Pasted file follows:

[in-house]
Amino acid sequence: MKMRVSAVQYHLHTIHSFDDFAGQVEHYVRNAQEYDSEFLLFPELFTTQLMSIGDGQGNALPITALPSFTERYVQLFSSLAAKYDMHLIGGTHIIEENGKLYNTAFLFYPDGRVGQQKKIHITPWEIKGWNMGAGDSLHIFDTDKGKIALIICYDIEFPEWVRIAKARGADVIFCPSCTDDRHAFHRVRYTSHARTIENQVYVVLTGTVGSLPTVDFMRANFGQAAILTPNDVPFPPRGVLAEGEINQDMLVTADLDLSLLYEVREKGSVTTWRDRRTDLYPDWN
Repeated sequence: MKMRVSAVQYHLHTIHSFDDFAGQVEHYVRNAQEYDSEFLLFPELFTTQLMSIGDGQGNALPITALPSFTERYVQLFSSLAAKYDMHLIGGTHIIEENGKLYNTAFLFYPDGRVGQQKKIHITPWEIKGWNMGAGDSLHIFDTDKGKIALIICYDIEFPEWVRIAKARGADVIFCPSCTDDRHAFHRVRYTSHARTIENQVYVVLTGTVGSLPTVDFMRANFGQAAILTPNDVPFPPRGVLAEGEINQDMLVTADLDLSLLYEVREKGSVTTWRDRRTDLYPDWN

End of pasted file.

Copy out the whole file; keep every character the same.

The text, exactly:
[in-house]
Amino acid sequence: MKMRVSAVQYHLHTIHSFDDFAGQVEHYVRNAQEYDSEFLLFPELFTTQLMSIGDGQGNALPITALPSFTERYVQLFSSLAAKYDMHLIGGTHIIEENGKLYNTAFLFYPDGRVGQQKKIHITPWEIKGWNMGAGDSLHIFDTDKGKIALIICYDIEFPEWVRIAKARGADVIFCPSCTDDRHAFHRVRYTSHARTIENQVYVVLTGTVGSLPTVDFMRANFGQAAILTPNDVPFPPRGVLAEGEINQDMLVTADLDLSLLYEVREKGSVTTWRDRRTDLYPDWN
Repeated sequence: MKMRVSAVQYHLHTIHSFDDFAGQVEHYVRNAQEYDSEFLLFPELFTTQLMSIGDGQGNALPITALPSFTERYVQLFSSLAAKYDMHLIGGTHIIEENGKLYNTAFLFYPDGRVGQQKKIHITPWEIKGWNMGAGDSLHIFDTDKGKIALIICYDIEFPEWVRIAKARGADVIFCPSCTDDRHAFHRVRYTSHARTIENQVYVVLTGTVGSLPTVDFMRANFGQAAILTPNDVPFPPRGVLAEGEINQDMLVTADLDLSLLYEVREKGSVTTWRDRRTDLYPDWN